The myths of the ancient Greeks and Romans open a vista onto their societies, cultures, and understanding of the world. The origin of the cosmos and of humans; the nature of the gods; beliefs and fears about sex, sexuality, marriage, family, and death; the use of myth for political ends (e.g, to empower particular ethnic groups or individuals): These will be explored through readings from epic poems, tragedies, and other primary sources (all in English translation), and through study of some theories of myth that have arisen since the 19th century. While our focus will be on ancient literature and art, the work of Suzan-Lori Parks, Vahni Capildeo, Ocean Vuong, and other authors will be considered to examine the reception and the creative (re)presentation of mythic traditions. Course requirements include weekly quizzes, a take-home midterm essay, an essay, a final exam, and regular attendance and participation.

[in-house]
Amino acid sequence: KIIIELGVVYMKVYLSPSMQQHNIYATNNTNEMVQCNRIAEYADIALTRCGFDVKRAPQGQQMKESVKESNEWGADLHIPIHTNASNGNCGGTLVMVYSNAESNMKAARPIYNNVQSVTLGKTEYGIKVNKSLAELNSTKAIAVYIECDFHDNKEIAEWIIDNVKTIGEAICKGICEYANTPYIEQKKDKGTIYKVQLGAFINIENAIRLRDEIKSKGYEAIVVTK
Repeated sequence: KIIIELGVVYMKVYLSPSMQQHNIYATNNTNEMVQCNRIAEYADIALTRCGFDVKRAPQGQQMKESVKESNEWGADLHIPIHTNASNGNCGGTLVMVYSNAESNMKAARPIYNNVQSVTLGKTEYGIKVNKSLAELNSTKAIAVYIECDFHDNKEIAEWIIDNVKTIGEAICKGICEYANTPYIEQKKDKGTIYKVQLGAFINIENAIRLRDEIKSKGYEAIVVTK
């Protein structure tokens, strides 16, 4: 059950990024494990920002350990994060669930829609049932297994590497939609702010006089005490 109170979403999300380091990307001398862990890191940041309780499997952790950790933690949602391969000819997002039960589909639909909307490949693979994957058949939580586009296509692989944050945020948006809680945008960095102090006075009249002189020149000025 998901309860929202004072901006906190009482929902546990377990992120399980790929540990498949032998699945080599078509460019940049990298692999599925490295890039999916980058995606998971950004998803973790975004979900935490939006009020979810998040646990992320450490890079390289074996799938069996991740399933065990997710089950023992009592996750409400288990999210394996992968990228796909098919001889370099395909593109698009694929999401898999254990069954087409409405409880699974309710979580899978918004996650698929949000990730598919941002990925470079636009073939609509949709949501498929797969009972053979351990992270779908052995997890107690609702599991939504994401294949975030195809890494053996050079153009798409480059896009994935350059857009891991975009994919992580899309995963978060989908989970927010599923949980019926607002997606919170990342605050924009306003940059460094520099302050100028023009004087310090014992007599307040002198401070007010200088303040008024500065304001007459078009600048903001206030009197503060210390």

Session D - 6 Weeks - July 3 to August 11